UK texts more than calling
Texting is now more prevalent than making phone calls for UK citizens, at least according to the latest data from Ofcom.
Indeed, texts are overtaking not just traditional phone calls, but meeting face to face as the most common way of keeping in touch for Brits.
Ofcom uncovered various nuggets of information relating to communication via a study of UK adults, which found the average consumer fires off 50 texts every week. That number has more than doubled over four years, and some 150 billion text messages were sent last year.
Ofcom found that fewer calls are being made on phones, both mobiles and landlines, for the first time ever.
UK citizens spend, again on average, around 90 minutes accessing social networks, checking emails, and mobile surfing, every week.
And unsurprisingly, it’s teenagers and young adults who are at the forefront of these changes, socialising online and via texts even though they claim to prefer talking face to face.
Ofcom found that 96 per cent of 16 to 24-year-olds are using some form of text-based application to communicate with their friends at least once per day. 90 per cent use SMS texts and 73 per cent social networking sites.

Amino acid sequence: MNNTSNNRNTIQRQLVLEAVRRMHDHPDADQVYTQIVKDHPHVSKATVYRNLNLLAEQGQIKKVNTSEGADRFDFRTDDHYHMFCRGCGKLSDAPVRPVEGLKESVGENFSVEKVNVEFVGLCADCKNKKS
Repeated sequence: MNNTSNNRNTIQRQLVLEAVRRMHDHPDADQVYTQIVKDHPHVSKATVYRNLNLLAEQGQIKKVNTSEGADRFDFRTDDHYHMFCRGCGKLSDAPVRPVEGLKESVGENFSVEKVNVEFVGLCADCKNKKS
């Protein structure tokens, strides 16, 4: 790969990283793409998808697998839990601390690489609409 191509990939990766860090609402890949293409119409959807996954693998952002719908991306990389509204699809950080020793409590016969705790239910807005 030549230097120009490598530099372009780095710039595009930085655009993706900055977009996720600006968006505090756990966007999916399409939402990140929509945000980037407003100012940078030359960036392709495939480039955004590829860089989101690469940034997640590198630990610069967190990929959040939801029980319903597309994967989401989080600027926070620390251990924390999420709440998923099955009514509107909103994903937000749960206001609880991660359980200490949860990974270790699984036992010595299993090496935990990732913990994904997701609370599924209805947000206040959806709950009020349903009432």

When it comes to this age group, talking on the phone is less popular, with only 67 per cent making calls, and 63 per cent talking face to face.
Overall, traditional communications have slumped in popularity, with the overall time spent on the phone (both mobile and landline) having dropped by 5 per cent in 2011. The majority of that was slippage from landlines, which fell by 10 per cent, but mobile calls also dropped slightly – by just over 1 per cent, year-on-year – for the first time ever.
As Ofcom notes, the spread of smartphones, tablets, and also game consoles which can now be hooked up to the likes of Facebook, are all making online communication methods more popular.
In fact, according to Ofcom’s data, the average UK household now has three internet connected devices, and 15 per cent have six or more. Four in ten adults now own a smartphone, which is up 12 per cent on 2010.